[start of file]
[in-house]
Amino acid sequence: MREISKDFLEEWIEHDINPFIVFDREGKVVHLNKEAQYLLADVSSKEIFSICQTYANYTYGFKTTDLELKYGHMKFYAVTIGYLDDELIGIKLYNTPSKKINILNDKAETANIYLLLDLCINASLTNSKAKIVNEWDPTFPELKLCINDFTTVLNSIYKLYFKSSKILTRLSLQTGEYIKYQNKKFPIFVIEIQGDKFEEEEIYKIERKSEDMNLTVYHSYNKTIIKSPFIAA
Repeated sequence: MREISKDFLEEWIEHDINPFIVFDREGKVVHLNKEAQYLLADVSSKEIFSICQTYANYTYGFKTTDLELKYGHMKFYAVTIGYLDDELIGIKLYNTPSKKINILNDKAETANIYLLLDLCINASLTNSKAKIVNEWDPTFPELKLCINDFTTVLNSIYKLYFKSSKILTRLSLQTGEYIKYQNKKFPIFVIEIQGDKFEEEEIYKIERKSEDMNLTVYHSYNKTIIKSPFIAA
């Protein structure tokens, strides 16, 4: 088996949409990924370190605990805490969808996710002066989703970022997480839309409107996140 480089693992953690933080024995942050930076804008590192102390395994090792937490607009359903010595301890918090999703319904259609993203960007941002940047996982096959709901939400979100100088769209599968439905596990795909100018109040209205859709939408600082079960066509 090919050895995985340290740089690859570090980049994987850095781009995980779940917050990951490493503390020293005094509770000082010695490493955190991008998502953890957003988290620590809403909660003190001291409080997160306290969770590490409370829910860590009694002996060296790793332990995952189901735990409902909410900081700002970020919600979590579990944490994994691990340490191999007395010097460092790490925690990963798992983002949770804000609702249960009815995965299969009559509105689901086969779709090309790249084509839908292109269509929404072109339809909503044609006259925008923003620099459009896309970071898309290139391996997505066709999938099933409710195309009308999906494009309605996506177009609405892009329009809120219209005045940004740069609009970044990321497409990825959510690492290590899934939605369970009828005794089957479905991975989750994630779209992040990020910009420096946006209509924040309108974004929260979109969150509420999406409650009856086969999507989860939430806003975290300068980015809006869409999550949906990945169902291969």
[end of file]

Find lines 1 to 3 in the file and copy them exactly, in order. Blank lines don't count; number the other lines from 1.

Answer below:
[in-house]
Amino acid sequence: MREISKDFLEEWIEHDINPFIVFDREGKVVHLNKEAQYLLADVSSKEIFSICQTYANYTYGFKTTDLELKYGHMKFYAVTIGYLDDELIGIKLYNTPSKKINILNDKAETANIYLLLDLCINASLTNSKAKIVNEWDPTFPELKLCINDFTTVLNSIYKLYFKSSKILTRLSLQTGEYIKYQNKKFPIFVIEIQGDKFEEEEIYKIERKSEDMNLTVYHSYNKTIIKSPFIAA
Repeated sequence: MREISKDFLEEWIEHDINPFIVFDREGKVVHLNKEAQYLLADVSSKEIFSICQTYANYTYGFKTTDLELKYGHMKFYAVTIGYLDDELIGIKLYNTPSKKINILNDKAETANIYLLLDLCINASLTNSKAKIVNEWDPTFPELKLCINDFTTVLNSIYKLYFKSSKILTRLSLQTGEYIKYQNKKFPIFVIEIQGDKFEEEEIYKIERKSEDMNLTVYHSYNKTIIKSPFIAA